Obsession. Conspiracy. Attempted murder. One small-town sheriff just landed in the middle of a deadly mess.
As the first female sheriff of Steele Ridge, Maggie Kingston is prepared for all kinds of trouble… just not the mess that invades her town when a superstar quarterback moves in, bringing his big-city problems with him. Jayson Tucker hasn’t been a resident for one day before Maggie is struggling with crowd control, deranged fans, and dozens of reporters camped outside her station, ready to record the latest scandal for primetime TV.
When Jayson reveals startling evidence about a charity he’s been supporting, Maggie suspects there’s more to his story than what the media circus around him is leading everyone to believe. Is there a coordinated smear campaign against Jayson? If so, how far will his enemies go to make sure he stays benched permanently?
While things heat up between Maggie and Jay, they must work together to separate truth from fiction. Time is running out to identify the threat to Jay’s life—and to catch a foe who will stop at nothing to settle the score in their favor.
Jayson slid a sideways glance at his agent and his rare use of a condescending tone. During negotiations, Grif generally voiced his opinions in a direct, unquestioning manner. Something Jay admired in the man. Never a runaround. Only truth. Reality as seen by Grif Steele.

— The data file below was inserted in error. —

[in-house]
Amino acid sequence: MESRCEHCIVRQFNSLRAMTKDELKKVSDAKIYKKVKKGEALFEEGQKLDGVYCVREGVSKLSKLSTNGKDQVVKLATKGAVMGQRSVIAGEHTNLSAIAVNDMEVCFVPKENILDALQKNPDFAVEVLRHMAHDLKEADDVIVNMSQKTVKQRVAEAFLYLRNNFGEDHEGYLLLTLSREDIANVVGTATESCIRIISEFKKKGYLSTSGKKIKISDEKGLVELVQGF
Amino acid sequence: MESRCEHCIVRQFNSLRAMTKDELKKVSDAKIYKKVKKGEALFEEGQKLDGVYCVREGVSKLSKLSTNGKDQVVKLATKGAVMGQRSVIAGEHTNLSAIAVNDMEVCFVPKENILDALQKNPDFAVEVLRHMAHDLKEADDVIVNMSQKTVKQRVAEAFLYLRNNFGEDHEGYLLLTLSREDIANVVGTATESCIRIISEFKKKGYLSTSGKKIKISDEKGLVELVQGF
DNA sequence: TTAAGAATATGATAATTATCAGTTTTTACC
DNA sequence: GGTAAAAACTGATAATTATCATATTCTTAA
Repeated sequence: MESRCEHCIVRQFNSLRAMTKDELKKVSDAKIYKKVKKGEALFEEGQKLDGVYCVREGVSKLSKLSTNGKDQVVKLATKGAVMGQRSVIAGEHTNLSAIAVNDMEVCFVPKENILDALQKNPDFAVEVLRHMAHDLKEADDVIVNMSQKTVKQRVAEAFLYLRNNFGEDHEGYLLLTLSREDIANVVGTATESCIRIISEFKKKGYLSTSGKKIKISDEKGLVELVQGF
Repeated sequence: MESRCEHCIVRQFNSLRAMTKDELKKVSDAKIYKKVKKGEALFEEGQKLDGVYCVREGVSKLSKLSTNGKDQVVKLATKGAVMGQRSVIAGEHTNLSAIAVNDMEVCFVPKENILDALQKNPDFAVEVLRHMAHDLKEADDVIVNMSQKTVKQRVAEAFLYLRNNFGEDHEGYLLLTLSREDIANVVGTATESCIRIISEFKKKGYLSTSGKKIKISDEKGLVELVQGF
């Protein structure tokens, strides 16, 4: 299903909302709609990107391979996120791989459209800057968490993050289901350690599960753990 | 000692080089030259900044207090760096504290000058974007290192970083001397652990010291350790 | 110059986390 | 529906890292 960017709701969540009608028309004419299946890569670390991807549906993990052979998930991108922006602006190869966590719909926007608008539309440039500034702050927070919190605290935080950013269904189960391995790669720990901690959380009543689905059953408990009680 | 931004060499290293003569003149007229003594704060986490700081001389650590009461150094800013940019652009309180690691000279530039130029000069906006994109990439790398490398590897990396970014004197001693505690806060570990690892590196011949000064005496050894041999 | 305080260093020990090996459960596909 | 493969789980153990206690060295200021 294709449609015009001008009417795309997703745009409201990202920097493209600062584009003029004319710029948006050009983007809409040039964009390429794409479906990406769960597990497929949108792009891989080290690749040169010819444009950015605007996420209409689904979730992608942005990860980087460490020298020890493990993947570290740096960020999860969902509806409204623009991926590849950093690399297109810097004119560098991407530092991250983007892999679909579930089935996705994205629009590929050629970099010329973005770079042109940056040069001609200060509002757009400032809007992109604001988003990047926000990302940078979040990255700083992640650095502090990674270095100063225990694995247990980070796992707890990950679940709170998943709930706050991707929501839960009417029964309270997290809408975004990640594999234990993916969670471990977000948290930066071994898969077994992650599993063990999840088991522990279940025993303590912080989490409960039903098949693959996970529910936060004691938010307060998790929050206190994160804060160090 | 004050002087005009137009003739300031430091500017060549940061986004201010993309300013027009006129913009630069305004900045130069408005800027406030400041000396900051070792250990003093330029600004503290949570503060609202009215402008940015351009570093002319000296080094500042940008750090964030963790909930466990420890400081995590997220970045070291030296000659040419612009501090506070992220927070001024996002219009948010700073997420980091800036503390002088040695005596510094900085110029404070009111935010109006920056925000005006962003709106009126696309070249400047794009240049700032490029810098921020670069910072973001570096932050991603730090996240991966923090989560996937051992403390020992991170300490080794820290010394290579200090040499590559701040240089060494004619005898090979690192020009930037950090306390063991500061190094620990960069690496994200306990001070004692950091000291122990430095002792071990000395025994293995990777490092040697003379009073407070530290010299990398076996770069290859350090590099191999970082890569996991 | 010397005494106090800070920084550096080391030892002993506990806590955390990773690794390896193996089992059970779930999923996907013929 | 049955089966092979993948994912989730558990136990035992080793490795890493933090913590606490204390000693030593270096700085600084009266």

Sitting across from Jay at the oversized conference table, Drew Chandler wouldn’t—or couldn’t—meet his eye. The hand-painted Knights logo on the wall behind Jay monopolized his attention.
The guy always was a spineless weasel and this episode proved it. When wrecking a man’s life, the least he could do was look that man in the eye.
“I assure you,” Drew said, “we’re very serious.”
Not I. We. As in an entire organization. One that Jayson had spent the whole of his professional football career representing.
All those years and this is what he got?
Beside Drew, Eli Paskins, the team’s major shareholder, held up both hands.
The Knights held the distinction of being the United States Football Federation’s only publicly owned team and being the major shareholder, Eli participated in potentially high-impact decisions.
Like releasing a franchise player.
One Paskins himself had recruited. His word was rule, but he also took the unenviable heat from shareholders when profits were down.
Over the years, Jay had assisted Eli in any number of team-related activities. Everything from player issues to press briefings to charity events, Jayson Tucker, superstar quarterback, had been right there, stumping for his team, letting everyone know the Knights were theteam to watch.
“Gentlemen, please,” Eli said.
Grif huffed out a breath, his frustration with the proceedings evident.
“Grif,” Drew said, “you’ve put the screws to me for years. Don’t play like you’re horrified.”
“I may have put the screws to you, but I’m not playing. I amhorrified.”
At certain times, Jay didn’t mind his agent speaking for him. Right now? No way. He’d spent years leading this team, on and off the field, getting his head beat in and maintaining a cool under fireimage under a brutal spotlight, and the front office wanted him gone. Fast.
A knife slice ripped at him. His career.
Everything. Gone, gone, gone.
Before he’d experienced a championship.
And that pissed Jay off.